Huntington is a town in northwestern Emery County near the mouth of a long canyon that cuts diagonally into the Wasatch Plateau. Huntington Creek was probably named for William, Oliver, and Dimick Huntington, brothers who led exploring parties into the region during the 1850s. The first settlers of European extraction in the area were four stockmen, Leander Lemmon, James McHadden, Bill Gentry, and Alfred Starr, who brought their herds to Huntington Creek in 1875. Of this group, only Lemmon became a permanent resident.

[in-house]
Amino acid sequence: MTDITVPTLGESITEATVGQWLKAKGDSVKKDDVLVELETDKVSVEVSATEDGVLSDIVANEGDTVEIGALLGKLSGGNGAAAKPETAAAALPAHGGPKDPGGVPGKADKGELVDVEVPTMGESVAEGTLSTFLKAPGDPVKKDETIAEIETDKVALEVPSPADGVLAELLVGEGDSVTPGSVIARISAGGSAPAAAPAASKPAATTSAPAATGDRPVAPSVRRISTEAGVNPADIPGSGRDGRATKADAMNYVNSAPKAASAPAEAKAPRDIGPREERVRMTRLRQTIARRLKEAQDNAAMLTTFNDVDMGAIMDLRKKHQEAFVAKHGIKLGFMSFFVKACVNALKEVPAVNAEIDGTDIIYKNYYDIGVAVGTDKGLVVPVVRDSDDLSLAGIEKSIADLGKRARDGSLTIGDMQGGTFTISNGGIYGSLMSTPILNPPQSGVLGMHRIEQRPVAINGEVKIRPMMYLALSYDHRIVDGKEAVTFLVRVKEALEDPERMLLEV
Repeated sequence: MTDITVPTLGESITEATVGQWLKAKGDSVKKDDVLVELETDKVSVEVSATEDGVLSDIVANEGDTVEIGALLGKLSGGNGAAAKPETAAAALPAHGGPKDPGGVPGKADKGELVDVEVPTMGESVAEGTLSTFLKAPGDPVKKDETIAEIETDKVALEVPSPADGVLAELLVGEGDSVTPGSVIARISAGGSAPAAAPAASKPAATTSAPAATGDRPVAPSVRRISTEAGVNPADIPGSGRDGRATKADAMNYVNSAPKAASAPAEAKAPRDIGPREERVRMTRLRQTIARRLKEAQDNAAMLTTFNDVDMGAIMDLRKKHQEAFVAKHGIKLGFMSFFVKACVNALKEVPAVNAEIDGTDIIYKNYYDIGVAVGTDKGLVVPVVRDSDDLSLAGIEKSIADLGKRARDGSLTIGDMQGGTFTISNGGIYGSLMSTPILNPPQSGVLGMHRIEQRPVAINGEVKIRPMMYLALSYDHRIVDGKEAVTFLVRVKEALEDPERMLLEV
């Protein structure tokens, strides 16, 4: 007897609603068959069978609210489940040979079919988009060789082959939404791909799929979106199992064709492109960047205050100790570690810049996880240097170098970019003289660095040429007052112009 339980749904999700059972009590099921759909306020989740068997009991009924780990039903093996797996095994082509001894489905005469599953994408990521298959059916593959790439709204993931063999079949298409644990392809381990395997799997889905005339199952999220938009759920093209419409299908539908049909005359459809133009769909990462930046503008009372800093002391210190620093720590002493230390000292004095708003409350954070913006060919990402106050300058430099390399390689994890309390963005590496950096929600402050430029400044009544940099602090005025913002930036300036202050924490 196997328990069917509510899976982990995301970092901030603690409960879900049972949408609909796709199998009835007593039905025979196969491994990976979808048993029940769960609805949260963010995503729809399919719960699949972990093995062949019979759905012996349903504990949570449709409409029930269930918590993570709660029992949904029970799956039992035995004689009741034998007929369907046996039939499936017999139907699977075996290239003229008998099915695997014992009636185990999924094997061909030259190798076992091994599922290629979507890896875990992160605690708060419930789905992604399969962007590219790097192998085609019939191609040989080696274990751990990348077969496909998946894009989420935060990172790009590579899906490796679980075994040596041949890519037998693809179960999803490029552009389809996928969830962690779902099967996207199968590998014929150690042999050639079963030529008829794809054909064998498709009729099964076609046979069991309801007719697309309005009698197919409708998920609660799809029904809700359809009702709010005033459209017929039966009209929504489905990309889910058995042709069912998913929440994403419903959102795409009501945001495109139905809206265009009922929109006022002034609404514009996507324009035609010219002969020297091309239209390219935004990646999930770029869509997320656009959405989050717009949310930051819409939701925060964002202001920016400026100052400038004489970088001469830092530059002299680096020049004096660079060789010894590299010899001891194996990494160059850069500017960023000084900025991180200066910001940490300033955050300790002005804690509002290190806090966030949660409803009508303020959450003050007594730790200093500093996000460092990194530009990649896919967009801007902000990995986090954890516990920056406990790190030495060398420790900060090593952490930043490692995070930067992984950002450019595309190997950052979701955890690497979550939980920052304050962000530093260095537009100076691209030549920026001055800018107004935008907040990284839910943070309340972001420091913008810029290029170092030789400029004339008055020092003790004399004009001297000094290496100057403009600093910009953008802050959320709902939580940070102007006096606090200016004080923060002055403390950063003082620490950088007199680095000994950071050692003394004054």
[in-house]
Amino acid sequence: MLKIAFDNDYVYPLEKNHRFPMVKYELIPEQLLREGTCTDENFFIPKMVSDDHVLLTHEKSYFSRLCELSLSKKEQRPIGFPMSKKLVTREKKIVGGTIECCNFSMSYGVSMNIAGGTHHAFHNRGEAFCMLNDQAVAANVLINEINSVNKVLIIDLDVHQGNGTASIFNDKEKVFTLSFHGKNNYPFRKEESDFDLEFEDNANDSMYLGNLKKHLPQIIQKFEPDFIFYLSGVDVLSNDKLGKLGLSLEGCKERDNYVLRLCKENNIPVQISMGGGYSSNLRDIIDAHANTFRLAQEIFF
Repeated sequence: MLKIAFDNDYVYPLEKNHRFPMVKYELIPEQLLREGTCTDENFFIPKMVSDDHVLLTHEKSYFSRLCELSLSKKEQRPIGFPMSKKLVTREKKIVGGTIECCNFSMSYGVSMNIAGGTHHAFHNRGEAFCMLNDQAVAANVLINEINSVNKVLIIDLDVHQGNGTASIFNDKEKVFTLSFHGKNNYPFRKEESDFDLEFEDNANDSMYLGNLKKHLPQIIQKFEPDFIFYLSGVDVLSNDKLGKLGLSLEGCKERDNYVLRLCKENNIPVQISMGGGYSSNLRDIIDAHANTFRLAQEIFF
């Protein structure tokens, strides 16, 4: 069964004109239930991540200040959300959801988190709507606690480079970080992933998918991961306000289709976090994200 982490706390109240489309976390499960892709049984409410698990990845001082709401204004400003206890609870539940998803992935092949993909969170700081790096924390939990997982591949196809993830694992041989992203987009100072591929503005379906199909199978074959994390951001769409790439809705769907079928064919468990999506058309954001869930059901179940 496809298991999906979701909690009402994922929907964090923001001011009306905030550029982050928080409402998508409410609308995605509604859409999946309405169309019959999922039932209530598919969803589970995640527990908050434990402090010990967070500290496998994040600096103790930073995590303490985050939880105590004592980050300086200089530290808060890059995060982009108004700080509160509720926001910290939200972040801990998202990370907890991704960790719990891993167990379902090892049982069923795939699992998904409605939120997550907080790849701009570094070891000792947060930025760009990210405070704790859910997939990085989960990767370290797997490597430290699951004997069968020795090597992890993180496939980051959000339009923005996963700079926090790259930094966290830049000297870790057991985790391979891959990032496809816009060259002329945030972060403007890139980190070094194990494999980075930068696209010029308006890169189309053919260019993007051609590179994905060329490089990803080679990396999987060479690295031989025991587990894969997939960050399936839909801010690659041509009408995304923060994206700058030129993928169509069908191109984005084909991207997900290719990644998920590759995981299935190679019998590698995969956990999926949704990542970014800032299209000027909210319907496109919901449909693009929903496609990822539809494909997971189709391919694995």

In the fall of 1877, in response to the same "call" from the LDS Church that brought settlers to the other creeks in Castle Valley, a small group from Fairview, Sanpete County, under the leadership of Elias Cox, established a dugout colony on the banks of Huntington Creek and began digging irrigation canals. The colony grew from 126 in 1880 to 738 in 1890 and 1,293 in 1910. A majority of the early settlers came from Sanpete Valley, which by the late 1870s had outgrown its irrigable land, and many belonged to three or four interrelated kinship groups, making for an abundance of cousins in the community.